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Atomic-Scale Simulations of the Mechanical Behavior of Carbon Nanotube Systems

  • Byeong-Woo JeongEmail author
  • Susan B. Sinnott
Chapter
Part of the Challenges and Advances in Computational Chemistry and Physics book series (COCH, volume 9)

Abstract

Among the objects of nanomechanics studies, carbon nanotubes have attracted special interest due to their unique properties and potential use in a wide range of applications, including nanometer-scale devices and composite materials. In these applications the mechanical responses of the nanotubes can significantly affect the performance of the devices and materials. Therefore, characterizing and understanding their mechanical responses is necessary in order to optimize their utilization in these applications. Computational simulations are uniquely able to provide insights that are challenging to obtain experimentally. Molecular dynamics simulations in particular are popular for the examination of the mechanical responses of nanotubes.

This chapter provides a review of the background of molecular dynamics simulation methods, their role in the study of the nanomechanical responses of carbon nanotubes, and their important contributions to this emerging research field. Illustrative examples are presented that illustrate how these approaches are providing new and exciting insights into nanomechanical properties as elastic modulus or stiffness, fracture, and bucklng. Furthermore, the simulations indicate that filling or functionalization, combined loads, and external gases influence these properties. Thus, molecular dynamics simulation methods are revolutionizing our understanding of the mechanical behavior of nanotube systems at the most fundamental atomic level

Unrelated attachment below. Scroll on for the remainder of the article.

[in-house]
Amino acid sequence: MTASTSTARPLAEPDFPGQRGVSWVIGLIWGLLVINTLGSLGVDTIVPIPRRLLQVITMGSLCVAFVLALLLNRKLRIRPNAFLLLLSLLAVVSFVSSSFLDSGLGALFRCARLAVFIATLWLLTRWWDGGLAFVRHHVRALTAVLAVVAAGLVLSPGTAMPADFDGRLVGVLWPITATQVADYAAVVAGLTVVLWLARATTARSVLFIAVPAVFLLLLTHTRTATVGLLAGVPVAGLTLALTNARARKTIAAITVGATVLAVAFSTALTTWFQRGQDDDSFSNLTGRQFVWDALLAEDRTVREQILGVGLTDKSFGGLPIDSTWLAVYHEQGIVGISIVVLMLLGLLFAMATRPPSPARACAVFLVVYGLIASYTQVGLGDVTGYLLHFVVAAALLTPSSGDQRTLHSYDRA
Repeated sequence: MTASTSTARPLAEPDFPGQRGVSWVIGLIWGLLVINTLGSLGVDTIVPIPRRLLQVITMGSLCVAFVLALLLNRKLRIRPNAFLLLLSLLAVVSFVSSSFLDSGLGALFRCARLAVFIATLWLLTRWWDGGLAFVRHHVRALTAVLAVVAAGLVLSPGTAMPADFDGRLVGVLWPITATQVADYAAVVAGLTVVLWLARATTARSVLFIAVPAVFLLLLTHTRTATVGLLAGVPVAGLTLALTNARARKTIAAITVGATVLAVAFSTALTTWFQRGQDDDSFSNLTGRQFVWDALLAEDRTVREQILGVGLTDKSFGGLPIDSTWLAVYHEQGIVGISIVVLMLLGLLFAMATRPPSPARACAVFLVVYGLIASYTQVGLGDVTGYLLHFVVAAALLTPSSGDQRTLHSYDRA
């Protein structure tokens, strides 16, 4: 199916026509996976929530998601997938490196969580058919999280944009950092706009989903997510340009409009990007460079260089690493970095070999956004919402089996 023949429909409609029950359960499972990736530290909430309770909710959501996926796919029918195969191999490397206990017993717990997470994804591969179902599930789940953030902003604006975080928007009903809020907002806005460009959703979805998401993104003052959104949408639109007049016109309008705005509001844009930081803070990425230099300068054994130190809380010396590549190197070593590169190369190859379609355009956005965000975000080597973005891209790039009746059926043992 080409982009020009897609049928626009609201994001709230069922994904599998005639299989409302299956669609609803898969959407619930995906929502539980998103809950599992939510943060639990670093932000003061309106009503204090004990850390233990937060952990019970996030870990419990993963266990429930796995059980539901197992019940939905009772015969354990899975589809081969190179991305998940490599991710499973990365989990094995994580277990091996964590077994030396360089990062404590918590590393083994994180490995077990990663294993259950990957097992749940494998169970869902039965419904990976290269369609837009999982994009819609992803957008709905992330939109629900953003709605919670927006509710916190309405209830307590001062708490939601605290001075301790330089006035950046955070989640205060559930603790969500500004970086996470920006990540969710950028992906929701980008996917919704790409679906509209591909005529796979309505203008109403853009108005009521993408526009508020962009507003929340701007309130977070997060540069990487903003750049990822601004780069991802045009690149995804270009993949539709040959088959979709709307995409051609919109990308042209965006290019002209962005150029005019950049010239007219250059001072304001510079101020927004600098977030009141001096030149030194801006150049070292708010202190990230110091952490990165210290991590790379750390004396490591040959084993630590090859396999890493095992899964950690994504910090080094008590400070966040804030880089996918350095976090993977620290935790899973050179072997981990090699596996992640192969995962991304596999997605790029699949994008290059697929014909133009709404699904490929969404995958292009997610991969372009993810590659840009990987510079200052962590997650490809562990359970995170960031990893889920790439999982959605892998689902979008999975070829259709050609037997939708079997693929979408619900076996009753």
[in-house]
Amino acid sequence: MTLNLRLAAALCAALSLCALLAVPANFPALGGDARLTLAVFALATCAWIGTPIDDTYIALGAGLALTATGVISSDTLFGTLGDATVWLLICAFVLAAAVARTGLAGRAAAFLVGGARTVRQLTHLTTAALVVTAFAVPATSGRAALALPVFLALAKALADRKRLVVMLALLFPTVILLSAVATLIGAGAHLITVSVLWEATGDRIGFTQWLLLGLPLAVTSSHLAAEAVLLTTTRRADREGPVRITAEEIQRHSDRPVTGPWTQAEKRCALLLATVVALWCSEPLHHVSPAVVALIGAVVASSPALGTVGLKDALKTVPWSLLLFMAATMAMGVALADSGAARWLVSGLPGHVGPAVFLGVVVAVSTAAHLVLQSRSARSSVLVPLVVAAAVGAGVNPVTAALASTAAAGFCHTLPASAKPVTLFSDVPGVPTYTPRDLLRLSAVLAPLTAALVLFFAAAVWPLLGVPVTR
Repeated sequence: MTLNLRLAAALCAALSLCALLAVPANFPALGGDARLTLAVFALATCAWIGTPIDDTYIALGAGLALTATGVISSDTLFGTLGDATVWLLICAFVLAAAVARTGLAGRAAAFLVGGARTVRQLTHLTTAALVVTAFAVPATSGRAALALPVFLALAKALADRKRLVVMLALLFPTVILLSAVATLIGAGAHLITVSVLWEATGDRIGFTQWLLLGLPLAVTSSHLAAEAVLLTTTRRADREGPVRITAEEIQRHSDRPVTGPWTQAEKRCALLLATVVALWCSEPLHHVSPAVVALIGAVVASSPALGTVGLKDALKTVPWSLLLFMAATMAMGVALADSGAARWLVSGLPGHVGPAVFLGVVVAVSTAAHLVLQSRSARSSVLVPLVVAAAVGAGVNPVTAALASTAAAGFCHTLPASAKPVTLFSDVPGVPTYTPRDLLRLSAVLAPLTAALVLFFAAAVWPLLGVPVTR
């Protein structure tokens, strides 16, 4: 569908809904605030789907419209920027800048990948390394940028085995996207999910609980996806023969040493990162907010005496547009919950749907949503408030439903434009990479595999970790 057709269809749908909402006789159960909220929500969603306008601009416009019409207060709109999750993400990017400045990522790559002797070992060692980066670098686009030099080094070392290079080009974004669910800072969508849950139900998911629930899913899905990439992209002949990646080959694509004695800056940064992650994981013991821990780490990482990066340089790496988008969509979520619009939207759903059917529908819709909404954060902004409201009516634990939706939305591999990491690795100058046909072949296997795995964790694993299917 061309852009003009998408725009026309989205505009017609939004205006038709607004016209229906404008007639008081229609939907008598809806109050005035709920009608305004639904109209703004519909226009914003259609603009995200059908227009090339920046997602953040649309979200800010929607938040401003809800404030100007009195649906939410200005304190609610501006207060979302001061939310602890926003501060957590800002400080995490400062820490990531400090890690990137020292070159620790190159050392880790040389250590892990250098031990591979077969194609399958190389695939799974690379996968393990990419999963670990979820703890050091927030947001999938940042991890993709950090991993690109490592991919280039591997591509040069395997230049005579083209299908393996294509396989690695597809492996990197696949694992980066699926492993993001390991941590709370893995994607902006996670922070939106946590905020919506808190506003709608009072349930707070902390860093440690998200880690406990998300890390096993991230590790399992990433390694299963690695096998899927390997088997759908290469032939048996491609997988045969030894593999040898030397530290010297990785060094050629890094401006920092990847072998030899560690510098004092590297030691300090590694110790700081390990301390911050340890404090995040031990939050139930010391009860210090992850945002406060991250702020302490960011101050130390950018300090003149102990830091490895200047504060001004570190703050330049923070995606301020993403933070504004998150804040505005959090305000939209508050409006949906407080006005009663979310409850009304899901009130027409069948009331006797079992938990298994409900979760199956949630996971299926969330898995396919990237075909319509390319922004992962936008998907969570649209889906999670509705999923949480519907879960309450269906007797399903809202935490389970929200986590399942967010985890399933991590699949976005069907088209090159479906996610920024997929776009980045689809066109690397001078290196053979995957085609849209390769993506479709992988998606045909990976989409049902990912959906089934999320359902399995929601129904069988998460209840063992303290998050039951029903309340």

Keywords

Molecular dynamics simulation Carbon nanotube Nanomechanics 

Notes

Acknowledgments

We acknowledge support from the Network for Computational Nanotechnology through National Science Foundation Grant No. EEC-0228390.

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Authors and Affiliations

  1. 1.School of Mechanical Engineering, Yeungjin CollegeTaeguAsian
  2. 2.Department of Materials Science and EngineeringUniversity of FloridaGainesvilleUSA

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